Approximately 250,000 Oaxacans migrate to northern Mexico or the United States each year, and close to 1.5 million live in the United States—a significant percentage for a state whose population is 3.8 million. Also, despite evidence of decreased cross-border migration, the economic pressure pushing Oaxacans to leave remains excruciatingly high: 17 years after the passage of the North American Free Trade Agreement (NAFTA), 76% of the Oaxacan population lives in poverty.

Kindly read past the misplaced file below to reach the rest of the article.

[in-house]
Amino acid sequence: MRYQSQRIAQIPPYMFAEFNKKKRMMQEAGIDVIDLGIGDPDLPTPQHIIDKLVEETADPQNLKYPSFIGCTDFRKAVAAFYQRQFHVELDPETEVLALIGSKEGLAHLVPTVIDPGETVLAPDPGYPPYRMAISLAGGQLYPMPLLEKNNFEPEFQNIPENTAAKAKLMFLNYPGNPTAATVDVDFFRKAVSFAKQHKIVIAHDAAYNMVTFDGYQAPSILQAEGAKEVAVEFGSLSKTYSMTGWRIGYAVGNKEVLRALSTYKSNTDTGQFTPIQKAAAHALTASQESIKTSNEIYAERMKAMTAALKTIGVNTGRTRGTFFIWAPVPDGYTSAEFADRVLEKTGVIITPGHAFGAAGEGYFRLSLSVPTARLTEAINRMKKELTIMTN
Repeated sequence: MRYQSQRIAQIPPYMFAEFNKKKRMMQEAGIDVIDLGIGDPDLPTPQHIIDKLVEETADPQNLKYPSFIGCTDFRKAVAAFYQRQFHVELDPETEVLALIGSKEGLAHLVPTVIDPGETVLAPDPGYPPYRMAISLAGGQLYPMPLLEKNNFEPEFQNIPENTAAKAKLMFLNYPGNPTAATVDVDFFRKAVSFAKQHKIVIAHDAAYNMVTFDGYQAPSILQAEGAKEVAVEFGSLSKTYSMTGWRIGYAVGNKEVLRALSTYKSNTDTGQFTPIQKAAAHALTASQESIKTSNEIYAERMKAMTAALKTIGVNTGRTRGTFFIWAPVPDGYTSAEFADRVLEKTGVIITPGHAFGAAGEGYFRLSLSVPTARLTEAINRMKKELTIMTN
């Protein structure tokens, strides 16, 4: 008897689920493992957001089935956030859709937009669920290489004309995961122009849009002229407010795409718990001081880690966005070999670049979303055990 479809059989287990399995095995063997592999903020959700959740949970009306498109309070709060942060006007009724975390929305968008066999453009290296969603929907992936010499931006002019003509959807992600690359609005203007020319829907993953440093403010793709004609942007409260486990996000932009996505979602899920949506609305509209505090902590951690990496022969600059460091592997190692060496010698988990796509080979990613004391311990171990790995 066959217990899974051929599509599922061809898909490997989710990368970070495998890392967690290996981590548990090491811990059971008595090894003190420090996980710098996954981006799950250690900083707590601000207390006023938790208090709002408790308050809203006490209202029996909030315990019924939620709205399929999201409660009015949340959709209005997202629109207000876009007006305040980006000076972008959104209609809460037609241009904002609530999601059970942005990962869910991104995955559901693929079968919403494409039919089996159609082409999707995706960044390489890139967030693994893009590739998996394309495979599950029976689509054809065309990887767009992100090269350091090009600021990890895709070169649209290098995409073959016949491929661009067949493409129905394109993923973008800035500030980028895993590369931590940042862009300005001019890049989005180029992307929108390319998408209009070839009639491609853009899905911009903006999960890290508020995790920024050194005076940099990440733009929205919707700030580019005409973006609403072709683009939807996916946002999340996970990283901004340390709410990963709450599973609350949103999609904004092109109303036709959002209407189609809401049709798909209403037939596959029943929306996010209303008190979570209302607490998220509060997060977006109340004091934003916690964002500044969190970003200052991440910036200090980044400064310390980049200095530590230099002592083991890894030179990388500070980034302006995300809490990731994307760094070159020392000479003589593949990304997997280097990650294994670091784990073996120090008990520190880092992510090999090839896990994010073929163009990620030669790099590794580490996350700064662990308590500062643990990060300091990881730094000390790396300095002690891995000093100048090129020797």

These statistics and more were brought to life on a delegation I participated in with the organization Witness for Peace from October 4-12. We not only saw the massive push to migrate north, but also the myriad forms of resistance to this economic imposition from above: from people anchoring themselves to the rich and vibrant traditions in Oaxaca’s isthmus region; from communities, civil society organizations, and even the state government actively looking for economic alternatives to migration; and from an entire parrish in Matias Romero, which declared itself in solidarity with the mainly Central American migrants who pass through the small city heading north on the train.

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